Intramuscular Midazolam Best for Status Epilepticus

Susan Jeffrey

February 16, 2012

February 16, 2012 — A randomized trial confirms that prehospital administration of midazolam using an autoinjector stopped seizures more rapidly and reliably than intravenous (IV) treatment with lorazepam among patients in status epilepticus.

Upon arrival at the hospital, 73% of patients receiving intramuscular (IM) midazolam were seizure-free, compared with 63% of those treated with IV lorazepam.

"This double-blind, randomized trial showed that prehospital treatment with intramuscular midazolam was at least as effective as intravenous lorazepam in subjects in status epilepticus (P < .001 for noninferiority and for superiority)," the researchers, with first author Robert Silbergleit, MD, from the University of Michigan, Ann Arbor, conclude.

"From a clinical standpoint, our view is it doesn’t really matter whether it’s very, very noninferior or a little superior. Either way, this becomes a better way of treating status epilepticus," Dr. Silbergleit told Medscape Medical News. "This really I think provided the high-quality, randomized controlled data that we needed to say that this is not only acceptable, but probably a preferred therapy."

Dr. Robert Silbergleit

Establishing IV access in patients having seizures outside of the hospital can be challenging and time-consuming, the authors note. "Since intramuscular treatments can be given more quickly and reliably than intravenous treatments and have noninferior efficacy, our data support the use of the former route of administration by EMS [emergency medical services] personnel."

The findings, from the Rapid Anticonvulsant Medication Prior to Arrival Trial (RAMPART), are published in the February 16 issue of the New England Journal of Medicine.

Early Termination of Seizures Critical

Early termination of prolonged seizures in status epilepticus using IV administration of benzodiazepines improves outcomes, the researchers write. Increasingly, though, paramedics have begun to use IM midazolam rather than an intravenous agent, "largely because intramuscular administration is faster and is consistently achievable," the authors write.

"We know that the first couple of minutes of treating a seizure is your best opportunity for making a difference," Dr. Silbergleit said. "We’ve known from animal work and clinical work that the longer that status continues, the more and more refractory it becomes to therapy," he added, so the opportunity to treat status in the prehospital setting should be maximized.

However, there have been few clinical trial data supporting the efficacy and safety of IM midazolam. A previous clinical trial led by RAMPART co-principal investigator Daniel Lowenstein, MD, from the University of California, San Francisco, called the Prehospital Treatment of Status Epilepticus (PHTSE) trial, showed that IV lorazepam and IV diazepam were both more effective than placebo in the prehospital environment, with lorazepam appearing to be more effective than diazepam.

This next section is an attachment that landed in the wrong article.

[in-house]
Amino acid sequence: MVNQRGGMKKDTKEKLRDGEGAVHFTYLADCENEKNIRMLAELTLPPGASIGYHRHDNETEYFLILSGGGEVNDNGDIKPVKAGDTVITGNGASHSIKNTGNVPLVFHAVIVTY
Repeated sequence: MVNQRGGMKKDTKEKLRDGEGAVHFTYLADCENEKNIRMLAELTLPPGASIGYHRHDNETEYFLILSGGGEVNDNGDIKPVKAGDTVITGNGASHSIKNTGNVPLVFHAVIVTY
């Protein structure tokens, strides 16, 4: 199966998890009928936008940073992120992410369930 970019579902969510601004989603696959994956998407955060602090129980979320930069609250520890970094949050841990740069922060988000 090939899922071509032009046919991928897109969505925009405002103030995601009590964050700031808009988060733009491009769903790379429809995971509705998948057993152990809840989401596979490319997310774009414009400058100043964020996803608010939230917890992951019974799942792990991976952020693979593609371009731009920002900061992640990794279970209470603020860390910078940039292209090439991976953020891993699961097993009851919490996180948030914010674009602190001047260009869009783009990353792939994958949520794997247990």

Despite that, Dr. Silbergleit noted, diazepam, which can be given rectally or intravenously, has been the staple agent for prehospital treatment because lorazepam is impractical for that environment; it requires refrigeration, is more expensive, and requires IV administration. Small pediatric trials suggested midazolam might be useful for administration without an IV — it is rapidly absorbed across mucous membranes or via muscle but hasn’t been tested in a randomized trial; it also doesn’t carry an indication for the treatment of status.

The RAMPART study was a randomized, double-blind noninferiority trial that compared IM midazolam with IV lorazepam on the termination of seizures before arrival at the hospital. Participating were 4314 paramedics from 33 EMS agencies and 79 receiving hospitals across the United States.

Patients included both children and adults in status epilepticus; patients whose convulsions had persisted for more than 5 minutes and who were still convulsing when paramedics arrived were randomly assigned to receive midazolam given via an investigational IM autoinjector (made by the same company that makes epinephrine autoinjectors for anaphylaxis [EpiPen], Meridian Medical Technologies) or IV lorazepam given via a prefilled syringe (Carpuject System, Hospira).

The RAMPART treatment kit

For eligible patients, paramedics used a kit that contained 1 autoinjector and 1 prefilled syringe, 1 of which contained study drug and the other placebo, and used both to achieve blinding. Adults and children weighing more than 40 kg receiving 10 mg of IM midazolam followed by IV placebo, or IM placebo followed by 4 mg of IV lorazepam. Children weighing 13 to 40 kg received 5 mg of midazolam or 2 mg of lorazepam.

The timing of various events during treatment was captured by using voice recordings.

The primary outcome was absence of seizures at the time of arrival at the emergency department without the need for rescue therapy. The trial tested the hypothesis that IM midazolam would be noninferior to IV lorazepam by a margin of 10 percentage points.

The absolute difference in the primary endpoint was in fact 10 percentage points favoring IM midazolam, with more patients arriving at the hospital with seizures absent than those receiving IV lorazepam.

Table. RAMPART: Primary Endpoint

Endpoint IM Midazolam (n = 448), n (%) IV Lorazepam (n = 445), n (%) Absolute Percentage-Point Difference (95% Confidence Interval) P Value for Noninferiority/Superiority
Seizures absent without rescue therapy 329 (73.4) 282 (63.4) 10 (4.0 - 16.1) < .001

 

Groups were similar in terms of secondary outcomes, including the need for endotracheal intubation (14.1% vs 14.4% for IM midazolam vs IV lorazepam, respectively) and recurrence of seizures (11.4% vs 10.6%, respectively).

Overall, time to treatment with use of the autoinjector was faster, although once IV treatment was started, time to cessation of seizures was faster than with IM administration. For patients whose seizures had stopped before hospital arrival, median times to active treatment were 1.2 minutes for IM midazolam vs 4.8 for IV lorazepam. Median times from active treatment to cessation of seizures were 3.3 minutes for the IM group vs 1.6 minutes for the IV group.